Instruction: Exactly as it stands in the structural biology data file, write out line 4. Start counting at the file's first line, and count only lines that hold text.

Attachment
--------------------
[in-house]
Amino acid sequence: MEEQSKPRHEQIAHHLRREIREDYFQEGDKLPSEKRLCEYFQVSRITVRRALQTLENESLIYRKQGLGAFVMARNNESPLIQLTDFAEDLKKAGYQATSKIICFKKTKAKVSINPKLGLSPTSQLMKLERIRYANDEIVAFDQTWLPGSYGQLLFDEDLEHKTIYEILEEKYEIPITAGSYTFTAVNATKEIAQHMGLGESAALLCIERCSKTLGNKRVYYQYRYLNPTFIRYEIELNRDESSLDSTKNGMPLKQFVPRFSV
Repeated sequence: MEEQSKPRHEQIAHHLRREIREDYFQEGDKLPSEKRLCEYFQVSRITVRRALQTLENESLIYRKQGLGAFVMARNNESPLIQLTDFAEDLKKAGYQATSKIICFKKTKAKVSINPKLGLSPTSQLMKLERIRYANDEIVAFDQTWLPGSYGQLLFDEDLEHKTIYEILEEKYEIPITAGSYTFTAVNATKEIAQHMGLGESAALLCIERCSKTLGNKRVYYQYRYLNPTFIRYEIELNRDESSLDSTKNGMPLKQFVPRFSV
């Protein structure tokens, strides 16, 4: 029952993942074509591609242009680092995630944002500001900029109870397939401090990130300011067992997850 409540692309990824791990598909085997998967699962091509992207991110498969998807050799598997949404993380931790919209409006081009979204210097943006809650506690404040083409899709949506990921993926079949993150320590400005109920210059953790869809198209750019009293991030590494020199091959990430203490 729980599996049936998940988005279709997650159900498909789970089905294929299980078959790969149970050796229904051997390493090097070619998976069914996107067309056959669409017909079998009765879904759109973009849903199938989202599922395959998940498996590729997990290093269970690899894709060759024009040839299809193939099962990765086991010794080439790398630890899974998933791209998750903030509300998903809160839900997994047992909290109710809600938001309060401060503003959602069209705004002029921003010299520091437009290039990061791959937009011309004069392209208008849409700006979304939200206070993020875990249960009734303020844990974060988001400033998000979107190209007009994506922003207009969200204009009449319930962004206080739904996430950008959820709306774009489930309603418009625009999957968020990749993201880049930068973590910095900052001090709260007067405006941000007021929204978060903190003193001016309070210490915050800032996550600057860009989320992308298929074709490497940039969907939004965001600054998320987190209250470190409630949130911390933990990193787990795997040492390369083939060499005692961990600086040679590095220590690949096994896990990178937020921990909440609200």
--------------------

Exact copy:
């Protein structure tokens, strides 16, 4: 029952993942074509591609242009680092995630944002500001900029109870397939401090990130300011067992997850 409540692309990824791990598909085997998967699962091509992207991110498969998807050799598997949404993380931790919209409006081009979204210097943006809650506690404040083409899709949506990921993926079949993150320590400005109920210059953790869809198209750019009293991030590494020199091959990430203490 729980599996049936998940988005279709997650159900498909789970089905294929299980078959790969149970050796229904051997390493090097070619998976069914996107067309056959669409017909079998009765879904759109973009849903199938989202599922395959998940498996590729997990290093269970690899894709060759024009040839299809193939099962990765086991010794080439790398630890899974998933791209998750903030509300998903809160839900997994047992909290109710809600938001309060401060503003959602069209705004002029921003010299520091437009290039990061791959937009011309004069392209208008849409700006979304939200206070993020875990249960009734303020844990974060988001400033998000979107190209007009994506922003207009969200204009009449319930962004206080739904996430950008959820709306774009489930309603418009625009999957968020990749993201880049930068973590910095900052001090709260007067405006941000007021929204978060903190003193001016309070210490915050800032996550600057860009989320992308298929074709490497940039969907939004965001600054998320987190209250470190409630949130911390933990990193787990795997040492390369083939060499005692961990600086040679590095220590690949096994896990990178937020921990909440609200």